icon bookmark-bicon bookmarkicon cameraicon checkicon chevron downicon chevron lefticon chevron righticon chevron upicon closeicon v-compressicon downloadicon editicon v-expandicon fbicon fileicon filtericon flag ruicon full chevron downicon full chevron lefticon full chevron righticon full chevron upicon gpicon insicon mailicon moveicon-musicicon mutedicon nomutedicon okicon v-pauseicon v-playicon searchicon shareicon sign inicon sign upicon stepbackicon stepforicon swipe downicon tagicon tagsicon tgicon trashicon twicon vkicon yticon wticon fm

Navalny uses meeting between EU officials & pro-West Russian opposition to call for sanctions on Kremlin-linked ‘oligarchs’

Navalny uses meeting between EU officials & pro-West Russian opposition to call for sanctions on Kremlin-linked ‘oligarchs’
Alexey Navalny has called on the EU to impose sanctions on Russian “oligarchs,” rich businessmen he says are connected to the Kremlin. The opposition figure wants them to be prevented from keeping assets inside the 27-member bloc.

Navalny explicitly named Uzbek-Russian tycoon Alisher Usmanov and Israeli-Russian billionaire Roman Abramovich. Both men laid the foundations for their immense wealth during the Boris Yeltsin-era, when Western governments were encouraging privatization in Russia, and the country's integration into the global capitalist system. Finnish-Russian magnate Boris Rotenberg, who came to prominence after President Vladimir Putin replaced Yeltsin, was also mentioned.

The anti-corruption campaigner was speaking to members of the EU's Committee of Foreign Affairs during an “exchange of views with representatives of the Russian political opposition.” Despite the title, no members of Russia's largest opposition parties – the nationalist LDPR, communist KPRF or leftist Fair Russia – were present at the virtual discussion. Instead only pro-Western figures, with almost uniformly similar liberal views, were involved in the event.

They included Vladimir Kara Murza, a lobbyist at the US-government funded Free Russia Foundation, set up to “inform” American policy makers on the country; Vladimir Milov, a former deputy minister of energy, now closely allied to Navalny; and Ilya Yashin, a municipal deputy of the Krasnoselsky district of Moscow. Yashin is the only one of the four who actually holds an elected position.

Also on rt.com EU sanctions six senior Russian officials over Navalny 'poisoning,' claims they knew of alleged Novichok use on opposition figure

Despite Navalny's claims, the Kremlin has repeatedly asserted that there are no longer “oligarchs” in Russia, with presidential spokesman Dmitry Peskov calling them “representatives of big business.” The president himself has also repeated this line, noting that no “large companies get preferential treatment from being close to the authorities” in modern Russia.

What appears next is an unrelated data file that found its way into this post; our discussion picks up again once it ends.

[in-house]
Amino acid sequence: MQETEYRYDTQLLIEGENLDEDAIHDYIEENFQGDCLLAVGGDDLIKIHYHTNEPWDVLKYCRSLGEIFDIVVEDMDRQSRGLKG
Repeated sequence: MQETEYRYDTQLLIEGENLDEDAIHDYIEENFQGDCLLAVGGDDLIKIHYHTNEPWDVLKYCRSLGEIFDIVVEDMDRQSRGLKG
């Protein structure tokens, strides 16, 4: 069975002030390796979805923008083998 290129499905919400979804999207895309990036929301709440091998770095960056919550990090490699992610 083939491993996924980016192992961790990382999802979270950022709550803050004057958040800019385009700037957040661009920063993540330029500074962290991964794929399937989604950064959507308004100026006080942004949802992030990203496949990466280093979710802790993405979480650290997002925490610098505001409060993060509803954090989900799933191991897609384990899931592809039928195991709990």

Meanwhile, the Kremlin has repeatedly asked for rich Russians to bring home money previously moved abroad, and has set up favorable tax rules to attract such capital.

According to Navalny, the current EU measures are not sufficient, since the people on the present sanctions list do not have property or accounts abroad. In his opinion, Eurocrats should aim to punish those who have moved their cash to foreign countries, such as Chelsea Football Club owner Abramovich.

“The main question we should ask ourselves is why these people are poisoning, killing, and fabricating elections,” the anti-corruption activist said. “And the answer is very very simple: money. So European Union should target the money and Russian oligarchs.”

In Navalny's opinion, nobody will take sanctions against Russia seriously if “oligarchs” can keep their yachts in European ports, naming Monaco and Barcelona as favored locations.

Also on rt.com Moscow claims Navalny poisoning clearly an 'amateurishly staged stunt' after EU governments ignore requests for evidence

“Just tell Mr. Usmanov, Mr. Abramovich, Mr. Rotenberg, etc.: ‘Guys, you are acting against the Russian people, you are acting against Europe, you are all of the time advocating that Europe is something very bad, so please take your yachts and get them somewhere to the nice harbors of the (landlocked) Belarusian Republic,’” Navalny said.

Navalny called on the EU to welcome ordinary Russians with open arms, instructing them to focus on the most wealthy citizens. Earlier this year, the EU imposed sanctions on six senior officials they believe are responsible for August's alleged “assassination attempt” on the anti-corruption campaigner.

Those targeted were members of the presidential administration and FSB, who rarely go abroad and keep their assets inside the country.

On August 20, Navalny fell ill on a flight from Tomsk to Moscow. After an emergency landing in Omsk, Navalny was taken to a local hospital where he was placed in an induced coma. Two days later, the opposition figure was flown to the Charite clinic in Berlin at the request of his family and associates.

After testing, German toxicologists determined that the activist had been poisoned with a substance from the Novichok group of nerve agents. This claim has been denied by Russian doctors, who say that they did not find any trace of poison in his body. On September 23, Navalny was discharged from the hospital.

Think your friends would be interested? Share this story!

Podcasts